Sunday Music: Take On Me, Take Me On

Hey! Sundays are for music. As a music-maker working in a less-than-musically focused world, this is my way to connect what I’m doing, thinking, and feeling with my favorite mode of expression This week I’ve been listening to…

“Take On Me.” You know the song. You know the video. BUT, here’s how an Unplugged performance from 20 years after its original release can show us the power presentation has over perspective.

First, it goes without saying, but I LOVED this video when I was growing up. The half real, half cartoon reality was all brain candy for an 80s kid. But, because of the visuals, I never really listened to the lyrics until about a week ago. It took a revelatory performance to make me dive into this song and we’re going to break it down below.

My friend Kevin Casey (@Factoryman) tweeted a comment about a 2005 MTV Unplugged performance of “Take On Me.” He baits his comment with, “Tone matters. As a salesperson, how you say it matters more than the words.” That was all I needed to pull it up. Before we go on, watch at least 20 seconds of this:

It’s an acoustic ballad. Classic Unplugged move. And now we can really hear all of the lyrics. Classic lightbulb moment opportunity. (Classic me, all you have to do is take the cartoons away and I start paying attention).

My first take was: “Cool. It’s a really sweet love song. It’s got this whole chase and pull, the tension of him going away while she shys away, and, “it’s not better to be safe than sorry” is a killer line. Kids in love, right?

But it’s not just a love song. There’s so much indecisiveness here in begging her to “take me on” (pleading) and “take on me,” (almost confrontational). This is begging us to look deeper. Now’s when we head over to Genius to find out… the lyrics Norwegian origins(?!).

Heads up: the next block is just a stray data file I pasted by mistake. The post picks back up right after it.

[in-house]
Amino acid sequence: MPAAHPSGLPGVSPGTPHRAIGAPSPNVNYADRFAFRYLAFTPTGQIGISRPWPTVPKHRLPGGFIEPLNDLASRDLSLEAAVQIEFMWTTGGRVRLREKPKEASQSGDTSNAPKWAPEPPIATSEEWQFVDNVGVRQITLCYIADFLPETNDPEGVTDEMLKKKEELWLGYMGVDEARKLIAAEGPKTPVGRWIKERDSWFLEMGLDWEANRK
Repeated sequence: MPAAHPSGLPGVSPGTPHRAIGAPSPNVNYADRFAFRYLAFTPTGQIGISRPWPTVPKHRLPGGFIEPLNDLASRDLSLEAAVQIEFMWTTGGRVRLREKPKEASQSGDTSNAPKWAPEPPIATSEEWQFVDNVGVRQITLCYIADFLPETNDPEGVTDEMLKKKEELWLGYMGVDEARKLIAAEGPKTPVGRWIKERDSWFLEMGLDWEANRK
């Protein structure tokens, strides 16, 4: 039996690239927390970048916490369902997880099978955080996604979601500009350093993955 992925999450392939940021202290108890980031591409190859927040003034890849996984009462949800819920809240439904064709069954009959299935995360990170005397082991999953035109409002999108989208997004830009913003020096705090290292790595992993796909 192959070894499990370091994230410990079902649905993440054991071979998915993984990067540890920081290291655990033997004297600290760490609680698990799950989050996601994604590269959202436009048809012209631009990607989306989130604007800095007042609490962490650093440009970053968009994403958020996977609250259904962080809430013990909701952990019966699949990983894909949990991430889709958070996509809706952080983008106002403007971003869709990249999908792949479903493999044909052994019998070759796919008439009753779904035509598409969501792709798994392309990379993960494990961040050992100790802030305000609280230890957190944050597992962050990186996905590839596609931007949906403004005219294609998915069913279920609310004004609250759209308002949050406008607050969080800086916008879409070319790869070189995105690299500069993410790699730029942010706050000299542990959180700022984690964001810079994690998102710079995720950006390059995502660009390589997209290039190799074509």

In Norwegian,“Take on me” is “Ta på Meg,” and “take me on” is “ Ta meg på.” The fun starts in the alternative translations. “Take on me” also translates to, “touch me,” and “take me on” also translates to “put me on” (in the way you put on clothes).

If we combine the layered meanings of the English and the Norwegian, “take on me” is underlined by “please give me a chance” and “touch me.” “Take me on” simultaneously says “fight me” and “try me on like a pullover hoodie.” This isn’t just push and pull, this is punch and pinch, or even huff and hug. The song just got more romantic.

The subtext to the lyrics, especially when presented as a ballad shines through. “Take On Me” is about a more challenging and nuanced type of love. Just like the mixed-reality lovers in the video, the lyrics are about a relationship threatening to destroy two people or make them stronger.

“Take On Me” isn’t just an 80s classic, it’s is a brilliant piece of layered pop craftsmanship. Listen to it with fresh ears. Get into the lyrics and the subtext. Follow how the different performances make you feel it from different perspectives. Start with the accoustic ballad and sit with the indecisive tension. Then go back to the original and dance your feels out. This is brilliance at play.

Kevin’s right. Tone matters. How you say it makes all the difference in how it’s perceived. Plus, if you throw a change-up, it can force a person to re-examine all of the material they thought they already knew too well. Brilliant.

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